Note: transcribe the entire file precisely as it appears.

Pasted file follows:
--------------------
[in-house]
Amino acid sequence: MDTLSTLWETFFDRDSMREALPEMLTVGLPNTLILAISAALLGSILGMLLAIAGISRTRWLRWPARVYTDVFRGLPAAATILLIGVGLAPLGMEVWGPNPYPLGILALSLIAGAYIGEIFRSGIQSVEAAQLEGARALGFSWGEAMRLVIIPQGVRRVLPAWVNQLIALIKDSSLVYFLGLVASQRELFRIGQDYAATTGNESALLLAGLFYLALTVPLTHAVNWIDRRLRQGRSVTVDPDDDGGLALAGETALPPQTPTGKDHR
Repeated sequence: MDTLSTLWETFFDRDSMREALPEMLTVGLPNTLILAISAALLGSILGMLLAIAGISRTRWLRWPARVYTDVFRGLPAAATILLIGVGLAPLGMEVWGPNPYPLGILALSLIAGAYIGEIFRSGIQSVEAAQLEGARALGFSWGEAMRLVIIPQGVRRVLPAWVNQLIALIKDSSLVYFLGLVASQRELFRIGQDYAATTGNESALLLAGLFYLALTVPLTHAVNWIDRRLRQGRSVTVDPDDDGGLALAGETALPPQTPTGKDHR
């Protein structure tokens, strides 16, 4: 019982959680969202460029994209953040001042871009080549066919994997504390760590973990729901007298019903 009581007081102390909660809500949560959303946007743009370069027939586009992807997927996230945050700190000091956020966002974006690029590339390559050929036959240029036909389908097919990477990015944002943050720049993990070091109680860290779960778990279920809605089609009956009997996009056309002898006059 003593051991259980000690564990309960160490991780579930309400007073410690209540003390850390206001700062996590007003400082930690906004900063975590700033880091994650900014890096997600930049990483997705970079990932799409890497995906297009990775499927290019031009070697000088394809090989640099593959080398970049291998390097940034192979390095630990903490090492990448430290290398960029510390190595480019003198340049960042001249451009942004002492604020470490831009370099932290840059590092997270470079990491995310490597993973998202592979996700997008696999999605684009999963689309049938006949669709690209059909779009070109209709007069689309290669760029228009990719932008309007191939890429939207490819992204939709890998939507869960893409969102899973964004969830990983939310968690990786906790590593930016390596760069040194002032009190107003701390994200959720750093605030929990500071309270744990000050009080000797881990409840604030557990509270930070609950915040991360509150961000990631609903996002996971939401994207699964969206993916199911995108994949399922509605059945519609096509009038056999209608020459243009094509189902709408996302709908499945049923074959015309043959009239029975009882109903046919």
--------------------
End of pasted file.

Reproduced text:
[in-house]
Amino acid sequence: MDTLSTLWETFFDRDSMREALPEMLTVGLPNTLILAISAALLGSILGMLLAIAGISRTRWLRWPARVYTDVFRGLPAAATILLIGVGLAPLGMEVWGPNPYPLGILALSLIAGAYIGEIFRSGIQSVEAAQLEGARALGFSWGEAMRLVIIPQGVRRVLPAWVNQLIALIKDSSLVYFLGLVASQRELFRIGQDYAATTGNESALLLAGLFYLALTVPLTHAVNWIDRRLRQGRSVTVDPDDDGGLALAGETALPPQTPTGKDHR
Repeated sequence: MDTLSTLWETFFDRDSMREALPEMLTVGLPNTLILAISAALLGSILGMLLAIAGISRTRWLRWPARVYTDVFRGLPAAATILLIGVGLAPLGMEVWGPNPYPLGILALSLIAGAYIGEIFRSGIQSVEAAQLEGARALGFSWGEAMRLVIIPQGVRRVLPAWVNQLIALIKDSSLVYFLGLVASQRELFRIGQDYAATTGNESALLLAGLFYLALTVPLTHAVNWIDRRLRQGRSVTVDPDDDGGLALAGETALPPQTPTGKDHR
């Protein structure tokens, strides 16, 4: 019982959680969202460029994209953040001042871009080549066919994997504390760590973990729901007298019903 009581007081102390909660809500949560959303946007743009370069027939586009992807997927996230945050700190000091956020966002974006690029590339390559050929036959240029036909389908097919990477990015944002943050720049993990070091109680860290779960778990279920809605089609009956009997996009056309002898006059 003593051991259980000690564990309960160490991780579930309400007073410690209540003390850390206001700062996590007003400082930690906004900063975590700033880091994650900014890096997600930049990483997705970079990932799409890497995906297009990775499927290019031009070697000088394809090989640099593959080398970049291998390097940034192979390095630990903490090492990448430290290398960029510390190595480019003198340049960042001249451009942004002492604020470490831009370099932290840059590092997270470079990491995310490597993973998202592979996700997008696999999605684009999963689309049938006949669709690209059909779009070109209709007069689309290669760029228009990719932008309007191939890429939207490819992204939709890998939507869960893409969102899973964004969830990983939310968690990786906790590593930016390596760069040194002032009190107003701390994200959720750093605030929990500071309270744990000050009080000797881990409840604030557990509270930070609950915040991360509150961000990631609903996002996971939401994207699964969206993916199911995108994949399922509605059945519609096509009038056999209608020459243009094509189902709408996302709908499945049923074959015309043959009239029975009882109903046919």